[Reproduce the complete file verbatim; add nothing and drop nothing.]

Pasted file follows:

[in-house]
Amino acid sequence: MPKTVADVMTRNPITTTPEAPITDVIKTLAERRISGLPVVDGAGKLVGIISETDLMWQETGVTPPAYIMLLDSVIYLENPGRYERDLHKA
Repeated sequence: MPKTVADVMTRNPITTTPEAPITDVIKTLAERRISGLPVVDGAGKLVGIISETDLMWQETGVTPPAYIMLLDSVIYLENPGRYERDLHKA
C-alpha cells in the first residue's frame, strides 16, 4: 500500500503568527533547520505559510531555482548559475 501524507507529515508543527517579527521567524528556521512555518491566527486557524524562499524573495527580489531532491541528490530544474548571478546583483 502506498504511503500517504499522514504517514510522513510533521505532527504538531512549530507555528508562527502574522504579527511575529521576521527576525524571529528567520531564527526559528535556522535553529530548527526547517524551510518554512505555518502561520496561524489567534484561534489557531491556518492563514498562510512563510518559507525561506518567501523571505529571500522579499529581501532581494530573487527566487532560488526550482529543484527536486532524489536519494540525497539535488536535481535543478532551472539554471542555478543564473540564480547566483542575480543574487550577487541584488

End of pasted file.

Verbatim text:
[in-house]
Amino acid sequence: MPKTVADVMTRNPITTTPEAPITDVIKTLAERRISGLPVVDGAGKLVGIISETDLMWQETGVTPPAYIMLLDSVIYLENPGRYERDLHKA
Repeated sequence: MPKTVADVMTRNPITTTPEAPITDVIKTLAERRISGLPVVDGAGKLVGIISETDLMWQETGVTPPAYIMLLDSVIYLENPGRYERDLHKA
C-alpha cells in the first residue's frame, strides 16, 4: 500500500503568527533547520505559510531555482548559475 501524507507529515508543527517579527521567524528556521512555518491566527486557524524562499524573495527580489531532491541528490530544474548571478546583483 502506498504511503500517504499522514504517514510522513510533521505532527504538531512549530507555528508562527502574522504579527511575529521576521527576525524571529528567520531564527526559528535556522535553529530548527526547517524551510518554512505555518502561520496561524489567534484561534489557531491556518492563514498562510512563510518559507525561506518567501523571505529571500522579499529581501532581494530573487527566487532560488526550482529543484527536486532524489536519494540525497539535488536535481535543478532551472539554471542555478543564473540564480547566483542575480543574487550577487541584488